On appeal from his conviction of burglary, the appellant contends that his character was improperly placed in issue and that he was denied effective assistance of counsel. Held:
2. The appellant was represented by appointed counsel at trial. Following his conviction, he filed a pro se notice of appeal, as well as an affidavit of poverty and a motion for appointment of counsel to represent him on appeal. Appellate counsel was thereafter appointed and has raised for the first time on appeal the issue of the effectiveness of counsel during the trial.
As no motion for new trial was filed in the case, the trial court has not yet had an opportunity to consider this issue. In Simpson v. State, 250 Ga. 365
, 367 (2) (297 SE2d 288
) (1982), the Georgia Supreme Court held that an enumeration of error asserting ineffective assistance of counsel would not be considered under such circumstances. This holding has never been overruled, although the Court has since issued a series of differing rulings dealing with the consideration to be given an enumeration of error challenging the effectiveness of trial counsel where the defendant obtained new counsel following the trial, but such counsel either failed to raise the issue in an amended motion for new trial or did raise the issue but failed to request an evidentiary hearing on it. See Brown v. State, 251 Ga. 598 (3) (308 SE2d 182) (1983)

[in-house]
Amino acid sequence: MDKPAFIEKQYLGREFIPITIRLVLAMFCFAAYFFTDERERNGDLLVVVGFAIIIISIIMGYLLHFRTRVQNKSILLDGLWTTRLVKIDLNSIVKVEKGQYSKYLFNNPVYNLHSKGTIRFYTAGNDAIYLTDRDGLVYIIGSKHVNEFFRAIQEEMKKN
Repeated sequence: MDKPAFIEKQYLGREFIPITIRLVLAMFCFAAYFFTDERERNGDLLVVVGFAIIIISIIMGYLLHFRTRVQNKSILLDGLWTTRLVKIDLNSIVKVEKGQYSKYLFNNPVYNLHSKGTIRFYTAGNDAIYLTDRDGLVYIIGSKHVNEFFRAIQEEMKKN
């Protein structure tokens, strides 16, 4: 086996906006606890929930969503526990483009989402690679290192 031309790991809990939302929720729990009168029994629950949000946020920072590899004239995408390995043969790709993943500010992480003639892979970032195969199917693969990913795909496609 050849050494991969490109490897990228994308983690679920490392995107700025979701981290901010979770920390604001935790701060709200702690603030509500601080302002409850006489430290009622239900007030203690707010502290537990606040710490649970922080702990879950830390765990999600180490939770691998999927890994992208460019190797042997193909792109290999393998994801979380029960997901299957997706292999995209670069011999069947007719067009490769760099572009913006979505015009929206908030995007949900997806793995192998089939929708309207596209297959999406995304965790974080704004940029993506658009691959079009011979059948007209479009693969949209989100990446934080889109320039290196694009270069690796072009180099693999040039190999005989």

; Smith v. State, 255 Ga. 654 (3) (341 SE2d 5) (1986)
; Thompson v. State, 257 Ga. 386 (2) (359 SE2d 664) (1987)
; Dawson v. State, 258 Ga. 380 (369 SE2d 897) (1988)
. Currently, the rule appears, once again, to be that a challenge to the effectiveness of trial counsel will not be considered on appeal where it has not been raised in the trial court in such a manner as to enable the court to rule on it. Accordingly, inasmuch as no challenge to the effectiveness of counsel was made in the trial court in the present case, this enumeration of error presents nothing for review.